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Foods That Help Prevent Stroke

Contributor Sasha Bayat, RD, LDN
7 minute read
Two men sharing a moment as they stir a pot on the stove.

Stroke is the fifth leading cause of death in the United States. But according to the Centers for Disease Control and Prevention (CDC), 8 in 10 strokes are preventable. Lifestyle changes, especially nutrition, have the power to greatly reduce your risk of stroke and other health problems.

“Improvements to your lifestyle can lower your risk of stroke and it’s never too late to make changes,” says Sasha Bayat, RD, LDN, a Mass General Brigham dietitian and a member of the Nutrition and Wellness Service at Brigham and Women’s Hospital. “Incorporating certain foods into your diet can help reduce the factors that contribute to stroke, such as high blood pressure (hypertension), diabetes, and high cholesterol.”

She adds, “Making small, gradual changes to the foods you eat, rather than completely changing your diet overnight, can be a helpful way to make long-lasting changes that are tailored towards your personal lifestyle and dietary preferences.” Bayat emphasizes a healthy eating pattern can help reduce risk of stroke.

“When it comes to making diet and lifestyle changes, it’s important to be kind and compassionate with yourself. It doesn’t have to be an overhaul. Just the simple addition of some fruits and vegetables into your day or making one change at a time can make a difference,” she says.

Mediterranean diet

Bayat says the Mediterranean diet is a healthy lifestyle approach  linked to reducing risk of stroke. It’s based on traditional foods in the countries that border the Mediterranean Sea, including Greece, North Africa, Turkey, and Italy. It’s largely composed of:

  • Fruits
  • Healthy fats, such as such as fatty fish or seafood, nuts, seeds, avocado, and extra-virgin olive oil
  • Beans and other legumes
  • Vegetables
  • Whole grains such as farro, spelt, barley, and millet

“Nuts and olive oil are examples of healthful fats that you can easily sneak into your day. Studies show that even small amounts of nuts, avocado, or olive oil as part of a plant-based healthy meal pattern can support lower cardiac risk.”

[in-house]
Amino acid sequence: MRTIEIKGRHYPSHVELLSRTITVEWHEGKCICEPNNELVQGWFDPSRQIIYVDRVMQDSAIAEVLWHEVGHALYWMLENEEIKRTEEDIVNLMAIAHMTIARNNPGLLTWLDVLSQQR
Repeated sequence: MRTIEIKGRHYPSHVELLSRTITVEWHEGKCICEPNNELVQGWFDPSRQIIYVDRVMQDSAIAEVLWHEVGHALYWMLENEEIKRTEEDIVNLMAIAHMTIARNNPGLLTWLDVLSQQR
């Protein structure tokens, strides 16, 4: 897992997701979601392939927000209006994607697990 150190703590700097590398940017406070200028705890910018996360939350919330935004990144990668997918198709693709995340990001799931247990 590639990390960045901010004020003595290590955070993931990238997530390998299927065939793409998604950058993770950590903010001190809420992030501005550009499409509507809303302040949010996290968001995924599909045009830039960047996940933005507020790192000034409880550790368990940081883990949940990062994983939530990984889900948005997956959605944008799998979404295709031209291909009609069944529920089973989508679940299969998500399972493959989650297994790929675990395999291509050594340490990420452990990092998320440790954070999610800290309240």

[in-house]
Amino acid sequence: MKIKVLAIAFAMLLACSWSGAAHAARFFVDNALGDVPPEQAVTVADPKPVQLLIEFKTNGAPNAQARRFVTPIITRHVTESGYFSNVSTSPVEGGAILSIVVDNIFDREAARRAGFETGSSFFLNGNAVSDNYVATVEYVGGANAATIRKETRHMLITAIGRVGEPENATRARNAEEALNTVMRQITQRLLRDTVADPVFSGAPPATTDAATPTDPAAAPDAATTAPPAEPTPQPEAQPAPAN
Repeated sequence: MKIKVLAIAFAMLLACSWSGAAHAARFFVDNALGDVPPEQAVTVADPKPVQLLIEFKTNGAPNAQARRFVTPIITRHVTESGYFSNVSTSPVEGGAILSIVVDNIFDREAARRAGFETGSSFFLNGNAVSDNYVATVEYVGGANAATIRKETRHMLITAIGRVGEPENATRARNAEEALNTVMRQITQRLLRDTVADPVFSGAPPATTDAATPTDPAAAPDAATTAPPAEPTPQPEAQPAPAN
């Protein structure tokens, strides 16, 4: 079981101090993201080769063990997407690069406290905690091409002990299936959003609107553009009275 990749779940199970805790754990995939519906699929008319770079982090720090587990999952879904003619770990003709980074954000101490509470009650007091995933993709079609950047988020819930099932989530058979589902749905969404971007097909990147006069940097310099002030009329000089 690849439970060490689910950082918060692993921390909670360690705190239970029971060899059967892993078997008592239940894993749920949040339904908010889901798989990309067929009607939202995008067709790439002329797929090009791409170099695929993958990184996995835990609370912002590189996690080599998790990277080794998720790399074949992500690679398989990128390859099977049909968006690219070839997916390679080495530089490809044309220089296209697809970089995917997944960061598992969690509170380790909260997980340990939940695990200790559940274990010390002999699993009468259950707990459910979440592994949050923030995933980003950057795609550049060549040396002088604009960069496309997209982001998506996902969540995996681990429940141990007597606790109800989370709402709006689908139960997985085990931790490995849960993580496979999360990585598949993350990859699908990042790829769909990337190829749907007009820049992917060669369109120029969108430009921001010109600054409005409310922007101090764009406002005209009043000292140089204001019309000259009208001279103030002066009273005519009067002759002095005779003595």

She recommends 1 ounce of nuts per day. This can help reduce inflammation, lower blood pressure, and support overall vascular health. Nuts are also a source of unsaturated fats, which can lower low-density lipoproteins (LDL, sometimes referred to as “bad cholesterol”) when used in place of saturated fats and refined carbohydrates.

Herbs and spices

Various herbs and spices as part of a healthy diet have been shown to reduce cardiovascular risk. Oregano, rosemary, thyme, chives, and basil are herbs you can use in cooking for these health benefits. Cinnamon, turmeric, and ginger are just a few examples of world cuisine spices that are likely already in your spice rack. Start enjoying them to add flavor and variety to your recipes.  

Soluble fiber

Soluble fiber dissolves in water and other body fluids. It helps increase healthy gut bacteria in the body. 

“Oatmeal is a good option,” Bayat says. “It is high in fiber, and contains something called beta-glucan, which has been researched to help slow digestion and increase satiety. Beta-glucan is a type of soluble fiber that can help lower cholesterol. Other foods rich in soluble fiber include chickpeas, black-eyed peas, kidney beans, apples, yams, and carrots.


Potassium is a mineral that can help lower blood pressure. Foods high in potassium include bananas, beans, avocado, kiwi, mango, cantaloupe, and sweet potatoes. 

Limit salt and sugar to reduce stoke risk.

Limiting salt and sugar is a key step in reducing stroke risk. 

Limit salt and sugar in found in processed, packaged, and canned foods.

Most people should eat less than 2,300 milligrams of sodium per day. People in high-risk groups should eat even lower amounts of 1,500 milligrams daily. People at high risk of stroke include African-Americans and people with diabetes. Most sodium in the diet is not added at the table. It comes from processed, packaged, and canned foods, and in restaurant meals.

As for sugar, Bayat notes guidelines from the American Heart Association are to limit added sugars to no more than 24 grams (6 teaspoons) daily for women and no more than 32 grams (9 teaspoons) daily for men. Excessive added sugars and sugary drinks are associated with inflammatory conditions like cardiometabolic disease.

Gradually reduce the amount of added sugar and salt in your meals. Over time, your tastebuds will adjust. Learn how to control blood sugar with diet

Tips for healthy eating and stroke prevention

It can be hard to change your diet. Bayat offers a few tips:

  • Try a new fruit each week.
  • Replace chips with a handful of nuts as a daily snack. Instead of butter on toast, spread avocado or a nut butter.
  • Sneak a variety of chopped veggies into soups, stews, chilis, and casseroles.
Sasha Bayat, RD, LDN


Sasha Bayat, RD, LDN